Big gain for the offense but no yards after catch. Playing a zone defense and utilizing the fire zones are going to allow plays like this from time to time, but yards after catch are what kill a defense. At this point Texas is free to continue to attack and erase that play.

As it happens, BYU finds the other side of the field and gets an RB past Acho in the flat.


Gideon comes up with a chance to meet the mario brother at the first down marker but then the RB demonstrates the traction that is offered by choosing Luigi as your driver.


BYU gets inside the 10 yard line and set up their only TD conversion on the night.


Overall, Texas' weaknesses in open field tackling are less than what we saw in any of Muschamp's creations. We use less nickel defense and instead ask Hicks to handle the boundary #2 receiver and he's done an excellent job in that role, actually upgrading our play at the position in terms of tackling from what Aaron Williams offered. Here we see him denying the middle of the field to the receiver and forcing a throw to the outside by the Quarterback. You see even players like Landry Jones miss this throw on occasion and though Heaps completes it...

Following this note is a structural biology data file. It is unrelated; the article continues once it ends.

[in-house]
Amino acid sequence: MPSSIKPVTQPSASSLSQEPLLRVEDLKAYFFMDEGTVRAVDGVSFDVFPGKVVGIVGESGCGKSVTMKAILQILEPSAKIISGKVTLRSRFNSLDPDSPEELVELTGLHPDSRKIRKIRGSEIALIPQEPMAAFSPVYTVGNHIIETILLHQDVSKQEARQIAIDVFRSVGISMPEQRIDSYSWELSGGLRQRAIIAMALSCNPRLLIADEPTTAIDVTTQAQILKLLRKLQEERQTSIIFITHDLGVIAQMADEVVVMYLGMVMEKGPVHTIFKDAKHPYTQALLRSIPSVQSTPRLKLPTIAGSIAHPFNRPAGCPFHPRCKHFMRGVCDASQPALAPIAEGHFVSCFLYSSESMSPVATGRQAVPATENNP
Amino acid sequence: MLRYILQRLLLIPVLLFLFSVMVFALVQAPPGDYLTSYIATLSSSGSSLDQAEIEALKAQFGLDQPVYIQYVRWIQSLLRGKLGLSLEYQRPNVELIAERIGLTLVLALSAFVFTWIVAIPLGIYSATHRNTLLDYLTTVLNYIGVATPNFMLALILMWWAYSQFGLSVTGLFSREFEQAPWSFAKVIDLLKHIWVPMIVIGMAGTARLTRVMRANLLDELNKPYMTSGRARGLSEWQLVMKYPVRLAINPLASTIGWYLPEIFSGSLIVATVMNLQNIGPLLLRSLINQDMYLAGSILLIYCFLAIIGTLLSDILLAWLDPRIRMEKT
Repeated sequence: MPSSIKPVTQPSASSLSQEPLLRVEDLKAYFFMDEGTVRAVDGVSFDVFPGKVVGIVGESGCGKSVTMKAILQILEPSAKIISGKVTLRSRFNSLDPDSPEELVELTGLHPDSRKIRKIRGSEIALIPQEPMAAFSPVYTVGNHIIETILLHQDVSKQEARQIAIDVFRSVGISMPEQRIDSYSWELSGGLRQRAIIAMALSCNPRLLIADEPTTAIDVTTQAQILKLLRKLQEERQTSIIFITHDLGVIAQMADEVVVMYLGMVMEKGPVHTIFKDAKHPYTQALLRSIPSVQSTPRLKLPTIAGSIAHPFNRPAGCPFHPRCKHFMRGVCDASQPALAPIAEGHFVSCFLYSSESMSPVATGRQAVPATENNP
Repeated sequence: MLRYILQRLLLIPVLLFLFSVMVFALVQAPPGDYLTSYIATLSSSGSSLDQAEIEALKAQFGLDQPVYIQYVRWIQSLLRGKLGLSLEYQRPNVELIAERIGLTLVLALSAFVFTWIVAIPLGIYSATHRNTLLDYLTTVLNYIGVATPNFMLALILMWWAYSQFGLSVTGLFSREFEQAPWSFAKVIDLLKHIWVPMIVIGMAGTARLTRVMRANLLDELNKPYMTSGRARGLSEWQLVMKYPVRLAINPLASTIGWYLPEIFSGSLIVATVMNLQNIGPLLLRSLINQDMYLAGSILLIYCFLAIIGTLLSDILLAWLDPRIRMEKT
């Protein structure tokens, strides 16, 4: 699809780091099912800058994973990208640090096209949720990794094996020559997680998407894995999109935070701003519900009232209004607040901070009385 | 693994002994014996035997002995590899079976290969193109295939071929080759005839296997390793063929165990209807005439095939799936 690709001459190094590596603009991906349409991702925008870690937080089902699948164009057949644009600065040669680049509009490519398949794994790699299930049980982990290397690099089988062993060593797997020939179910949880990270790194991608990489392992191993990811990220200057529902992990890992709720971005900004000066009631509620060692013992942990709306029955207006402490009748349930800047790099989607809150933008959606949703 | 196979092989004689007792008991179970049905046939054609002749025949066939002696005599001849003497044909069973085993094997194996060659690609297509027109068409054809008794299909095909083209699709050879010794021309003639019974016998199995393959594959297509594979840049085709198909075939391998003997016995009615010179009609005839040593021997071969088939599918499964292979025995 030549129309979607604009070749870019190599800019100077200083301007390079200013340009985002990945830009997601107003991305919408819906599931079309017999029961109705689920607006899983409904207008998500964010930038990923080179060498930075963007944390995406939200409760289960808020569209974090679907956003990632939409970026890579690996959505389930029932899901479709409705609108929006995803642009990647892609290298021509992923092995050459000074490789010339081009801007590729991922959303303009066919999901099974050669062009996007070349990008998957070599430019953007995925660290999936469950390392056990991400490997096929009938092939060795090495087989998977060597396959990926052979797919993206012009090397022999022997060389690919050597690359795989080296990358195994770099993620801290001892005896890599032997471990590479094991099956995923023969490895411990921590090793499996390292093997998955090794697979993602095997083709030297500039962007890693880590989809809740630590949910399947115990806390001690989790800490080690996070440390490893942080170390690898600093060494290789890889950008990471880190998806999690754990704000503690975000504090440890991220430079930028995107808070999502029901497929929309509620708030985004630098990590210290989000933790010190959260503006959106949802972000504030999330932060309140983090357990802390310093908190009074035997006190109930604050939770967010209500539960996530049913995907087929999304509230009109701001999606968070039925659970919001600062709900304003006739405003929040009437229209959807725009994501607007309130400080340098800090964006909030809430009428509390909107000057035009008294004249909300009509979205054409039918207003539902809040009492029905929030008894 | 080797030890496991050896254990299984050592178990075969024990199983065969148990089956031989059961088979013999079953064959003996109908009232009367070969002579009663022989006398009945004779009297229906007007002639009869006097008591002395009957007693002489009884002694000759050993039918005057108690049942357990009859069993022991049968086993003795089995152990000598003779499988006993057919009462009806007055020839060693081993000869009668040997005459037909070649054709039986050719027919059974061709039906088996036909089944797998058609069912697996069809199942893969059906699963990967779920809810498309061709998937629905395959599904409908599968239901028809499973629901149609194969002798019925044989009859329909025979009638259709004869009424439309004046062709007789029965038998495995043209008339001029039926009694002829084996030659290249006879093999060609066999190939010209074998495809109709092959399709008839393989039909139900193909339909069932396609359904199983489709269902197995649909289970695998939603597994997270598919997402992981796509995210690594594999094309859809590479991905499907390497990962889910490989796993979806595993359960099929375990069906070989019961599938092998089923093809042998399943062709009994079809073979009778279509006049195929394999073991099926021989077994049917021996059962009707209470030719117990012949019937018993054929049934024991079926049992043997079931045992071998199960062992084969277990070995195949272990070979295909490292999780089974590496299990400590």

...the damage is limited.


On the next play Hicks has taken a deep drop against the #2 receiver and, needing only 2 yards, BYU slips Luigi back out to do more dirty work.


Hicks closes in like a red shell on a straightaway. Should've gone with Wario...


When we want to play nickel defense we aren't taking Hicks off the field but simply playing him inside and handling some of the boundary defense with Vaccaro or Phillips. The comparison for Adrian that I most easily buy into is that of Cedric Griffin. He doesn't have the same coverage abilities yet but he's of the same physical-tackler/corner mold.